Pope John Paul II, in issuing a fresh initiative to promote Christian unity, has provided Protestants and Catholics a rare opportunity to work through long-standing theological differences in a modern context.
In North America, evangelicals and Catholic leaders say the pope's invitation to examine together the role of the papal office is historic and significant. But there is disagreement on whether meaningful unity is achievable, even with the pope's endorsement in the May 30 encyclical on Christian unity, Ut Unum Sint ("That They May Be One"). A common concern that Orthodox and Protestant believers share is opposition to the pope's claim to a unique role in Christendom.
"The Catholic Church's conviction that in the ministry of the Bishop of Rome she has preserved … the visible sign and guarantor of unity constitutes a difficulty for most other Christians, whose memory is marked by certain painful recollections," the pope acknowledges. "To the extent that we are responsible for these, I join my predecessor Paul VI in asking forgiveness."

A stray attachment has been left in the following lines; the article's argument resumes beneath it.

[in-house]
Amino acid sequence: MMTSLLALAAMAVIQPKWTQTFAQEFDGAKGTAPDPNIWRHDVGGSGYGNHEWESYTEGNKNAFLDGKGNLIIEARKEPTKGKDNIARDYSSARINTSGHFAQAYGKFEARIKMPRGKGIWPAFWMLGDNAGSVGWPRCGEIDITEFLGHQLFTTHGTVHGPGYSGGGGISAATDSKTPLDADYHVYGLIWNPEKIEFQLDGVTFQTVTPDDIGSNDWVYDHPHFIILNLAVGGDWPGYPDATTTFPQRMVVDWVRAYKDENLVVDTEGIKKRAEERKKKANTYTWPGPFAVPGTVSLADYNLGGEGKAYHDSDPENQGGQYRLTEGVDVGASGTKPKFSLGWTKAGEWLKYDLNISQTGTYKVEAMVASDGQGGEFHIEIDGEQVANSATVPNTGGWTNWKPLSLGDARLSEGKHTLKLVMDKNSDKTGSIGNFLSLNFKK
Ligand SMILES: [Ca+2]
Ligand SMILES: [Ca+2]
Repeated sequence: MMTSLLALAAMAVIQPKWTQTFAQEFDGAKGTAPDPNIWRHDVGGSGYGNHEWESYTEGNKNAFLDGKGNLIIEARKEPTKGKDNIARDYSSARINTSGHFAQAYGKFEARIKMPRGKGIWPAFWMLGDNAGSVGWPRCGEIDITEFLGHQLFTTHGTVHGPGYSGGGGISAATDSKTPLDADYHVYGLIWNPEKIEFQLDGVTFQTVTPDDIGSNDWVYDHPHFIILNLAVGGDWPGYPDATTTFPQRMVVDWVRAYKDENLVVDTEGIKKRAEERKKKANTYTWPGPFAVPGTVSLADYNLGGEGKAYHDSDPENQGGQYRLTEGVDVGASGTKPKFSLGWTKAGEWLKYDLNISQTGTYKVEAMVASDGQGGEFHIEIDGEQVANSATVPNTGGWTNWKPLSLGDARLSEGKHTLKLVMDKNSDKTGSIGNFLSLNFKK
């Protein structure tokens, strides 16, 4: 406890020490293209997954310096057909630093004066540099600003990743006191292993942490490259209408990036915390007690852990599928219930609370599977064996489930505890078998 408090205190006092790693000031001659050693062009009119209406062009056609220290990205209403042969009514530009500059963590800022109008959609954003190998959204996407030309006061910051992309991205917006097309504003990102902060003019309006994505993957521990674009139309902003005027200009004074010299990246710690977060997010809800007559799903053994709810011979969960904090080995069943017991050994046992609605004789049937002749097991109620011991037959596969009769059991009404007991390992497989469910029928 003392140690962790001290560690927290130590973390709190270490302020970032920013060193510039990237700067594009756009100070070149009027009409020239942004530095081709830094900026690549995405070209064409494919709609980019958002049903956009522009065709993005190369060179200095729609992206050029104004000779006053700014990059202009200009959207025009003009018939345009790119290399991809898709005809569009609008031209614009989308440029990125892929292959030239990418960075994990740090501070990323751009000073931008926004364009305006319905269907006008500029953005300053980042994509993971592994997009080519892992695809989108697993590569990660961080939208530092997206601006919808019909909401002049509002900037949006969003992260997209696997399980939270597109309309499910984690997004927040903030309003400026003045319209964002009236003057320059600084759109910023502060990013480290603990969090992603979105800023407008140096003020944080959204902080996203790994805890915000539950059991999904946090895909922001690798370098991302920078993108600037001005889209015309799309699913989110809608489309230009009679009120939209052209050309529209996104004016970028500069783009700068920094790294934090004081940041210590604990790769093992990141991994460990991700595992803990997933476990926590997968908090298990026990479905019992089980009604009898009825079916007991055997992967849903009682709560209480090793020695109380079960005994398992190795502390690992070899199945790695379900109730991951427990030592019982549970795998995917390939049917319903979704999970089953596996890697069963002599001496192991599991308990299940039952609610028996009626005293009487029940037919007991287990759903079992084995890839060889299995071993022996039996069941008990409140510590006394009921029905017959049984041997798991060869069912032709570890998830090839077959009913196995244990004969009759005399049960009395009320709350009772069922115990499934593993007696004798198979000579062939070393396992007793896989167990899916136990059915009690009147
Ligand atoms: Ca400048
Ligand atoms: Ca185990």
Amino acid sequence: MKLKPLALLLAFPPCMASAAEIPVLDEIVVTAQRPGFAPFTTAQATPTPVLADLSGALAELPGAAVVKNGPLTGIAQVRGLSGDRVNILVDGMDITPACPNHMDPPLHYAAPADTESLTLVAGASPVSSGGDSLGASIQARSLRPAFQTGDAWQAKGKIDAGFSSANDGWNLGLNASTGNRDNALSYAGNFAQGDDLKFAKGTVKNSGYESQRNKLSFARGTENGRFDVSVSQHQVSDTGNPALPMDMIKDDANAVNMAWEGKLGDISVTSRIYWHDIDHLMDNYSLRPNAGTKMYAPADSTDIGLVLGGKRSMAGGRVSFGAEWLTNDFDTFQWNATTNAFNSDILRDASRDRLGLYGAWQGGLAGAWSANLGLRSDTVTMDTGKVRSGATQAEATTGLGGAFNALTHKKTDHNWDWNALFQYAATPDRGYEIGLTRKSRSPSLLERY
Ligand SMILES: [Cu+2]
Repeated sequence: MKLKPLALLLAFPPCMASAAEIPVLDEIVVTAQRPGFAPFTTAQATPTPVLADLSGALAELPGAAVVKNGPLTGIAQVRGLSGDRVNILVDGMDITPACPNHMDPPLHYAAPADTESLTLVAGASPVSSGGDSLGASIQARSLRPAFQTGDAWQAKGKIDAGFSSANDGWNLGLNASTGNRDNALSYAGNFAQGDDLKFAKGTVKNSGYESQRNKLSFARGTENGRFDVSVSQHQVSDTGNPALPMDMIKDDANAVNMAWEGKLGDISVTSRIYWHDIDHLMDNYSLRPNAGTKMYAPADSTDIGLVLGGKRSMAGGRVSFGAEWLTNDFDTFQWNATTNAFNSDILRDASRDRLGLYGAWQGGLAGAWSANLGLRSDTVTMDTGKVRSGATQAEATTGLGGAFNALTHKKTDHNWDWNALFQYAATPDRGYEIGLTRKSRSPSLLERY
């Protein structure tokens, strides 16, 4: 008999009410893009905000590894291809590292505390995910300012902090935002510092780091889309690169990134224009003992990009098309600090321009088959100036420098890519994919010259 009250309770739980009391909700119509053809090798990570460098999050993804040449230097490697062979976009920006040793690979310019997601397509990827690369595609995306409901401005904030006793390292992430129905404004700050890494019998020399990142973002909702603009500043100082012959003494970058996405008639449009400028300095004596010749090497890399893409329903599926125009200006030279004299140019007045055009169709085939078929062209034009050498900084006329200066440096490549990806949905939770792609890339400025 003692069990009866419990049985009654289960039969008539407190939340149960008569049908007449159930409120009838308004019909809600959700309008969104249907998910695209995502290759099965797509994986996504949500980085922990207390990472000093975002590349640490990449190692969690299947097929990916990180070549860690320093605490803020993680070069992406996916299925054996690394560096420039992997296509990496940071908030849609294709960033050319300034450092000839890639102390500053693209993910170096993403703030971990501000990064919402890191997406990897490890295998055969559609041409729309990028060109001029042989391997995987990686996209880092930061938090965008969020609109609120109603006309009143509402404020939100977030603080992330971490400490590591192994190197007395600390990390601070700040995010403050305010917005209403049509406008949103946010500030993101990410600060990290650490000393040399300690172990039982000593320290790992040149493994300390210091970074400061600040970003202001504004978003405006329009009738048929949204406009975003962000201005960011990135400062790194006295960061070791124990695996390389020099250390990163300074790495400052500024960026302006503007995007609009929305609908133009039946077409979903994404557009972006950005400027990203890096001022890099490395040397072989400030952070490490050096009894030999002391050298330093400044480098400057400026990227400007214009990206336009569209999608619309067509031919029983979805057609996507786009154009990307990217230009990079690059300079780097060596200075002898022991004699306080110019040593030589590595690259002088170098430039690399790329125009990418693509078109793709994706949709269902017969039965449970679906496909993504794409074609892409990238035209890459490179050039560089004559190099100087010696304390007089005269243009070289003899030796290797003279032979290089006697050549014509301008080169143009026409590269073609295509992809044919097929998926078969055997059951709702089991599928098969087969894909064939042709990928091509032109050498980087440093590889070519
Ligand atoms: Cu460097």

Richard John Neuhaus, a Catholic priest and former Lutheran, now with the New York-based organization Religion and Public Life, says the statement is "historic" and "unprecedented."
Neuhaus has formed an important link to the evangelical movement through working with Prison Fellowship's Charles Colson. From this coalition emerged the controversial "Evangelicals and Catholics Together" (CT, March 6, 1995, p. 52).
In the encyclical, the pope entreats Christians to act now, asking, "Could not the real but imperfect communion existing between us persuade church leaders and their theologians to engage with me in a patient and fraternal dialogue?"
STUMBLING BLOCKS: Yet, for most Protestants, ...1
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